I begin writing this as I sit doing what us Brits do best; queuing.
I’m waiting in the queue for Wimbledon, the start of the third Slam of the year. Big jumbos fly over to land in nearby Heathrow, whilst my pal and I play numerous games of Snap to keep ourselves amused. The Pimms are flowing, people are lounged out left, right and centre and the Tube rattles on past nearby. It’s all very British.
I have been coming to the tennis for a few years now, and I never get tired of the same old queue. Despite being up at the rather peaky hour of 4am, Wimbledon is exhilarating. I didn’t mind queuing for hours on end, because you’re not stressed at all. No-one is shouting in anger at the stewards. It’s an almost carnival-like atmosphere, with burger vans and pop-up tents to entertain you. You make friends with those next to you, even completing a crossword with them!
When you eventually make it inside the grounds, the tennis is of the highest order. There’s more queuing but during the first week of the Championships, there are plenty of big names on the outside courts to wet your appetite. I managed to see names such as Caroline Wozniacki, Marcos Baghdatis and Fernando Verdasco. You can soak up the atmosphere on Henman Hill (aka Murray Mound), look out for your favourite stars and get as many autographs as you can. Or simply drink Pimms in the sunshine all day long. Bliss.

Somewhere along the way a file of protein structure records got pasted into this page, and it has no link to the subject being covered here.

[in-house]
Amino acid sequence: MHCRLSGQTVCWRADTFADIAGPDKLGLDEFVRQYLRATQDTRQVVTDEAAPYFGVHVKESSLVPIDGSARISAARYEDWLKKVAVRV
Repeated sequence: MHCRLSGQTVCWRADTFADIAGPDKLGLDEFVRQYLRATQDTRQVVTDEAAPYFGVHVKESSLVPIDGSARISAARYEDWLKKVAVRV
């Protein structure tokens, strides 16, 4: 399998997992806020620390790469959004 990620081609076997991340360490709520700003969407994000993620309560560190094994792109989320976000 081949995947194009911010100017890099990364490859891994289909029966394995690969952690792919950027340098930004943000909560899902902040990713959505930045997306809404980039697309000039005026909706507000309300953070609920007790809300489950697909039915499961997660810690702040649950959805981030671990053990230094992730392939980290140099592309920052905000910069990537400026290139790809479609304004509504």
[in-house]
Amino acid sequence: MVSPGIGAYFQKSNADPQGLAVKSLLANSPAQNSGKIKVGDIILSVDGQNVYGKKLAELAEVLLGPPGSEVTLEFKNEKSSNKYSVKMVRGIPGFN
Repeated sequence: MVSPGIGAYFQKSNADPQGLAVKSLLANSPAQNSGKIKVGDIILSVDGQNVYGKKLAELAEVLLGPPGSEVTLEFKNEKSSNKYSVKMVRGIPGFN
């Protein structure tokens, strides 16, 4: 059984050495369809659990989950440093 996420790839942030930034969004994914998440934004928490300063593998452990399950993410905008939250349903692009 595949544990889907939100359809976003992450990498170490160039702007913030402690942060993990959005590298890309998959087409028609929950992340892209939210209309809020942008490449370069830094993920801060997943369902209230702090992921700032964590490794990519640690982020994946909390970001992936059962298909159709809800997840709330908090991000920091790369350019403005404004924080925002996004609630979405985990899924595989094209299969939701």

It’s gotten so popular over the last two years, with a certain Mr Murray ending 77 years of pain. It’s a fantastic sporting spectacle but I have one piece of advice: if you’re wanting to queue, arrive early. Preferably before 7:30am, if you want to have a chance of getting in around midday.
So I end by writing on the Tube home, and I can honestly say that despite feeling horrific and falling asleep, it was all worth the wait. But as a steward wonderfully put: “we’re British, we like to queue.”